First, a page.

Sumoto, Awaji Island, Hyōgo → Esaki Lighthouse, Awaji Island, Hyōgo

Map of Awaji Island in Hyōgo Prefecture with author’s route between Sumoto and the Esaki Lighthouse highlighted. 🗺 Open map in GaiaGPS →

A dead Japanese giant hornet held in a human hand, it appears huge. 📍 Sumoto, Awaji Island, Hyōgo

When I catch a hornet these days,” Stephen Wheeler said, I just throw them to the bees.” Japanese honeybees may be tiny, but they can kill the world’s largest hornets by enveloping them in a tight ball and cooking them alive.

Stephen, a great Kiwi who has lived on the island for a quarter of a century, has been keeping them for years. My wife hates them,” he said, she won’t even touch the honey.”

Over a plate of chicken, which he graciously paid for, Stephen told me about the back roads and the petty cruelties of island life, then we retreated to the riverside with a couple of beers.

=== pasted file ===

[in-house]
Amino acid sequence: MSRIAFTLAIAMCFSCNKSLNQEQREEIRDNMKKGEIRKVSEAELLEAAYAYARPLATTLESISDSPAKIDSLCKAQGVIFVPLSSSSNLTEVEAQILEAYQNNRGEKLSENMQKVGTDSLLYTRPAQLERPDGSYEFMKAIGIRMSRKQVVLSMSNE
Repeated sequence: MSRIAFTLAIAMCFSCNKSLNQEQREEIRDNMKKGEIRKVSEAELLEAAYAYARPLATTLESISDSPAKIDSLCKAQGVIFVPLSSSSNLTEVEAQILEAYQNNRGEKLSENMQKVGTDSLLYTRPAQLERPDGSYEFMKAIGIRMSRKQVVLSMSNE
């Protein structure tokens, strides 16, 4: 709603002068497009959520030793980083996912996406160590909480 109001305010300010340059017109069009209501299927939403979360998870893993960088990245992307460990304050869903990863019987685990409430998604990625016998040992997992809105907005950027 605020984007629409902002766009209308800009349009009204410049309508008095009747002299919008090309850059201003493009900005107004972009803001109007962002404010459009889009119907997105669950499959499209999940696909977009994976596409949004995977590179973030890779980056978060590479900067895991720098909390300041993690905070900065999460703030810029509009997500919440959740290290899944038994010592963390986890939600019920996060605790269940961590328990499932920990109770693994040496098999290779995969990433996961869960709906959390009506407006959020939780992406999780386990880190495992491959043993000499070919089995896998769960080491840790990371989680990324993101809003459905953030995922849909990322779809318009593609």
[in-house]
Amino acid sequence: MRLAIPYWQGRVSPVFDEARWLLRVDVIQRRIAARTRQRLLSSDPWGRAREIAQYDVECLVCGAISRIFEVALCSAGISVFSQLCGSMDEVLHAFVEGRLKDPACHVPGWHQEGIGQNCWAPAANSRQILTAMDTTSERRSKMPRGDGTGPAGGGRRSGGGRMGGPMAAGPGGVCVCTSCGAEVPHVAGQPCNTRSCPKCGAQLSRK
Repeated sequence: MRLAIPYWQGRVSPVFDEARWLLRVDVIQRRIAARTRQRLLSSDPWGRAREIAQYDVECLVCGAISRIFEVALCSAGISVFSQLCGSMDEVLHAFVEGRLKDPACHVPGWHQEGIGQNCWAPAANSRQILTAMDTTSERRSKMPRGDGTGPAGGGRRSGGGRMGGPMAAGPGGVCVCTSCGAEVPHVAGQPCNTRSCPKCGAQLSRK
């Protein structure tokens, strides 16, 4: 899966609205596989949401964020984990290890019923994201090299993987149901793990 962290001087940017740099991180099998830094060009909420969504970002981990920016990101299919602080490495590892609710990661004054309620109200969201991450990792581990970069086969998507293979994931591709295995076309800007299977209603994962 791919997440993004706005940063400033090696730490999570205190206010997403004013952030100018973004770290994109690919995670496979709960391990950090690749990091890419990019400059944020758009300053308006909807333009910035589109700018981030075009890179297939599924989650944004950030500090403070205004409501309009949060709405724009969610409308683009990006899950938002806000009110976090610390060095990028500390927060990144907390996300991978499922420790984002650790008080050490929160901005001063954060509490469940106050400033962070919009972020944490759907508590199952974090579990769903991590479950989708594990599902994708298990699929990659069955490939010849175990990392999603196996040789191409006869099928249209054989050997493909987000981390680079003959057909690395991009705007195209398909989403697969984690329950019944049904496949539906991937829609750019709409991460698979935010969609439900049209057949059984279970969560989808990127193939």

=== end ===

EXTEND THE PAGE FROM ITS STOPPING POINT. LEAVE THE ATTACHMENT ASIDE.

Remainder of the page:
You know what the Japanese name for the giant hornet, ōsuzumebachi, means?” I didn’t. Great sparrow bee.” With a big smile, he cycled off into the night.

A close-up of a huge lime-green moth lit with a flash. 🦋 Japanese moon moth (Actias gnoma)

The world‘s longest suspension bridge, the Akashi Kaikyō, against a cloudy night sky lit by the lights of a city, Kōbe. 📍 Esaki Park, Awaji Island, Hyōgo

The bridge was very beautiful, shining there in the late afternoon light, but it was also lethal, like an enormous razor,” Donald Richie wrote in the afterword of The Inland Sea, and when I turned a corner and saw the world’s greatest suspension bridge in the midnight light, it was like the curve of a Japanese sword, the towers an impossible 1,991 meters apart, a magnificent apparition of an entire highway floating in the air, above the sea, above the mountains of Kōbe. I made my bed in a pavilion under the Esaki Lighthouse, the alien magic of 1871. White moths swirled like warm snow in the thick sea air. It was a strange beauty, something perfect, something empty. Later, the rain started.

These Walking Dreams is a visual field diary of a 4,300-kilometer walk from one end of Japan to the other, in the spring and summer of 2017.